Friday, June 25, 2021

Chauvin Sentenced to 22.5 Years

Former Minneapolis police officer Derek Chauvin has been sentenced to 22.5 years in prison for the murder of George Floyd.

No sentence can bring George Floyd back to life, and hence no sentence can in itself create justice. Moreover, no sentence of Derek Chauvin can, in itself, reform the structures of policing that enabled George Floyd's murder. A single sentence, after the fact, does not change anything.

Nonetheless, the criminal sentence is important -- it is important for providing some measure of closure to Floyd's family, it is important as a signal of the seriousness with which we take crimes of this nature, and it is important as a means of communicating to other officers that this sort of behavior will be met with significant consequences. Chauvin faced a maximum of forty years; he asked for probation. The guidelines for an offender without a previous record would have been 12-15 years, but as the sentencing judge noted there were aggravating factors in this case.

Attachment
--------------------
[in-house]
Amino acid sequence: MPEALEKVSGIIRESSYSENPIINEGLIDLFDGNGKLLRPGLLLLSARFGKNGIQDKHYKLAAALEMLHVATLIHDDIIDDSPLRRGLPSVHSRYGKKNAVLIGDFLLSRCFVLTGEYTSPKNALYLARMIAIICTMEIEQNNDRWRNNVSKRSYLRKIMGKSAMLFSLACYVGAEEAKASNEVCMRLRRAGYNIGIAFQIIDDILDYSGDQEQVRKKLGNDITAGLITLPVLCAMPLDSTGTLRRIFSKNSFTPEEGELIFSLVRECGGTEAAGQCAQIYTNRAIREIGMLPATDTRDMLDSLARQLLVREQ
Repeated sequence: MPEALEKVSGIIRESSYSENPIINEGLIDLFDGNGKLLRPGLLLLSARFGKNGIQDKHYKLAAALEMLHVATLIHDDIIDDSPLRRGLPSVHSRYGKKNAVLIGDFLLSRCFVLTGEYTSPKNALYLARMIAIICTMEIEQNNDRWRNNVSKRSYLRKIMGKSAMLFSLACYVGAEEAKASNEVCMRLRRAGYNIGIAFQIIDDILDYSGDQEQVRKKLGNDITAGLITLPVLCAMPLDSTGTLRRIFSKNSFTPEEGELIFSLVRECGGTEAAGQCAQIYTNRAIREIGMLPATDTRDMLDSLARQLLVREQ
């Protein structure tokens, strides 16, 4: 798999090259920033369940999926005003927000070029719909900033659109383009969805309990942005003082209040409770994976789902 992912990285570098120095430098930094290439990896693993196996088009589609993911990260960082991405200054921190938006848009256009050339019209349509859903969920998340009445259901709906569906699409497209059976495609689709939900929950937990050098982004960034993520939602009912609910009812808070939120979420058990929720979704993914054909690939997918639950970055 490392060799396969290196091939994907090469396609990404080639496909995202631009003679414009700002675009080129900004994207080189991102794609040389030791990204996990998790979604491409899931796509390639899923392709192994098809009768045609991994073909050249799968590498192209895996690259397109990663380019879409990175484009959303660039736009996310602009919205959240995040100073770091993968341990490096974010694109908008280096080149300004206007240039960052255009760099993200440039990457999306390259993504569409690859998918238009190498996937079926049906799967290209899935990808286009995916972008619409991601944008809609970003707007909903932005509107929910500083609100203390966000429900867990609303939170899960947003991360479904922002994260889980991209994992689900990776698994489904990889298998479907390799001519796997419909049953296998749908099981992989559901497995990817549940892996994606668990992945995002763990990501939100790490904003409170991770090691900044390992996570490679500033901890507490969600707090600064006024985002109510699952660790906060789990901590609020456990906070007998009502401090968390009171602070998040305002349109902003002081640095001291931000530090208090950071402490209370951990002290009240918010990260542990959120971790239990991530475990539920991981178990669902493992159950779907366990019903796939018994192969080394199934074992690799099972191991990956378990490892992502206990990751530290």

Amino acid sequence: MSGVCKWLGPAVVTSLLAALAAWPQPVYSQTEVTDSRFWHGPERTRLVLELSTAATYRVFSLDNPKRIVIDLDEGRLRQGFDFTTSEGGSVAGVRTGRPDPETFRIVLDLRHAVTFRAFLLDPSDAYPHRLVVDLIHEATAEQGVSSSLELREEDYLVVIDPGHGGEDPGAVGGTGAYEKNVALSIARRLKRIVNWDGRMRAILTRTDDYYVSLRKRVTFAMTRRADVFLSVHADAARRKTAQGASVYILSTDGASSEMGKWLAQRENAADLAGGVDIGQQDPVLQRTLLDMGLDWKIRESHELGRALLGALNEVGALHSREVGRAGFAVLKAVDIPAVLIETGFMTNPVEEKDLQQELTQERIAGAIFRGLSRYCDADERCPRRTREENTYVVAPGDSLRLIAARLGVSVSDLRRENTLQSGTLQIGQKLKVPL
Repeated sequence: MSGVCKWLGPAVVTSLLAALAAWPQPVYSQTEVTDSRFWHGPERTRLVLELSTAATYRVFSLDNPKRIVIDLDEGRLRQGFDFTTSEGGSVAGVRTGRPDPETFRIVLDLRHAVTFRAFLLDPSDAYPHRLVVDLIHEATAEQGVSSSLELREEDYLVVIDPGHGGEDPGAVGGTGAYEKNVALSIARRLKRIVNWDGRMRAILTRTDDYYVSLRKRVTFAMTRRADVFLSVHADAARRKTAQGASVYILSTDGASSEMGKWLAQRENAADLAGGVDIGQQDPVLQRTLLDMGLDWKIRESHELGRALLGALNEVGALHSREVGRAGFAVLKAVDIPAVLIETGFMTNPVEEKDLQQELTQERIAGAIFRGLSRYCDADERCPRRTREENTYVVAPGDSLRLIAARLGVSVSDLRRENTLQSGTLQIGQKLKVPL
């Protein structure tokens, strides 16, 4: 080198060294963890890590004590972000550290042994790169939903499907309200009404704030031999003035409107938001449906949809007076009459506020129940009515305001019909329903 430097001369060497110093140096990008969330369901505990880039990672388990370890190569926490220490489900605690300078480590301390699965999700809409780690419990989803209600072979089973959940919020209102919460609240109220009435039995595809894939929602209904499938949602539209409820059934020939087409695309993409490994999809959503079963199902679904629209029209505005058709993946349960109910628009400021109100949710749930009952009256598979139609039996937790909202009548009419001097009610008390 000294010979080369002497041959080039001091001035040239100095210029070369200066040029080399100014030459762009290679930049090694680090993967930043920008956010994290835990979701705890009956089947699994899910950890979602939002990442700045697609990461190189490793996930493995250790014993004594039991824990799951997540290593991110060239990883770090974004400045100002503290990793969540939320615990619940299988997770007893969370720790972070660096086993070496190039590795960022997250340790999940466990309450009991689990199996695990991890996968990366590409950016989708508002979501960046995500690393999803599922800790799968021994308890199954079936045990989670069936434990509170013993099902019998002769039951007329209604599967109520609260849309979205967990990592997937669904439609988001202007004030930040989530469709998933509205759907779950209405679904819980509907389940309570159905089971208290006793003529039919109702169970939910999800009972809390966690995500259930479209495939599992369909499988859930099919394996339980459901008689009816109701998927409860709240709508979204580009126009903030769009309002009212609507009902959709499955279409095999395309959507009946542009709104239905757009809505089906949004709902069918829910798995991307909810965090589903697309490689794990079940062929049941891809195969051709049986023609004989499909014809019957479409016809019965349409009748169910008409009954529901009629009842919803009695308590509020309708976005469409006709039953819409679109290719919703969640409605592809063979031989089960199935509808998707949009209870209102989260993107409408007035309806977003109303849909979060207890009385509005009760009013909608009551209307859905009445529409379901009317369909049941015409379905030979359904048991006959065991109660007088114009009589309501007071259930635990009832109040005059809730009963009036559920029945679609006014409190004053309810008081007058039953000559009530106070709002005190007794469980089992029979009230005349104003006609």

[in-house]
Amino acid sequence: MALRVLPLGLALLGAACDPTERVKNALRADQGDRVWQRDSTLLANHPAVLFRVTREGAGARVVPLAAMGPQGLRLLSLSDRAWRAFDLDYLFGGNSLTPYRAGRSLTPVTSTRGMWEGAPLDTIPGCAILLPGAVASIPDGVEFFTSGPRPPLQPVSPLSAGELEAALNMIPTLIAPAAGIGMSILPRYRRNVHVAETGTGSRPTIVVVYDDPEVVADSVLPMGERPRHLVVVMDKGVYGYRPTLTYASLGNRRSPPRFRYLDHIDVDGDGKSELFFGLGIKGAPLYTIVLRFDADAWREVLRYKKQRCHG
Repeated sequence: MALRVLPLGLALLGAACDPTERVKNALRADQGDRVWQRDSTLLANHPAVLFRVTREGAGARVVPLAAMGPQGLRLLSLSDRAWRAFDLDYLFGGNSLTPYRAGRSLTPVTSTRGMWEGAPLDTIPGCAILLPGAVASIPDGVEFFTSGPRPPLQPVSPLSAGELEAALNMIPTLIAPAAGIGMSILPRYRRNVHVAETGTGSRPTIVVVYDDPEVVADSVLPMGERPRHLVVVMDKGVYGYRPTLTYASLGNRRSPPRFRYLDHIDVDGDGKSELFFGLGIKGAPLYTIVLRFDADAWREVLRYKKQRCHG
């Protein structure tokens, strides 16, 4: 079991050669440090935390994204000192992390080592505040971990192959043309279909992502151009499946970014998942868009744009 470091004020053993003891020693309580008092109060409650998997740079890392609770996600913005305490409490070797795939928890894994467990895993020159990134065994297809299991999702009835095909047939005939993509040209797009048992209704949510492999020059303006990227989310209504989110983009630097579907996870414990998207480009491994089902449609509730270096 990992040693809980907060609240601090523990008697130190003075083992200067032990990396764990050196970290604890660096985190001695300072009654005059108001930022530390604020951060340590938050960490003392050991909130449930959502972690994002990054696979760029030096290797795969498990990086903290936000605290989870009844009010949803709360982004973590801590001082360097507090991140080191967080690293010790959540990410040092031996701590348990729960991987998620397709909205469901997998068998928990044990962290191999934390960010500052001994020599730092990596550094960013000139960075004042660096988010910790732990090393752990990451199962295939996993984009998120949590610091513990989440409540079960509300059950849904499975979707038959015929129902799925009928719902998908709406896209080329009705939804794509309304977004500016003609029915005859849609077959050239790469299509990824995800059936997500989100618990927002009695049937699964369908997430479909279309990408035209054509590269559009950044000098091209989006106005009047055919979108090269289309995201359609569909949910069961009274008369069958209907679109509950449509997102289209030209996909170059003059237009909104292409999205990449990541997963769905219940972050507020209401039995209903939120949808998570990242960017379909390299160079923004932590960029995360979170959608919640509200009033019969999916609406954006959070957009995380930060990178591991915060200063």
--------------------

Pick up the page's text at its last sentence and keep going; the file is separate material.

Paul Butler said that taking all of that into account, an 18 year sentence struck him as appropriate. Twenty-two and a half years is more than that, but in the same ballpark. It strikes me as appropriate, proportional, and -- as far as can be achieved in unjust circumstances -- just. But my opinion is not especially important, so my main hope is that Floyd's family and community feel the same.

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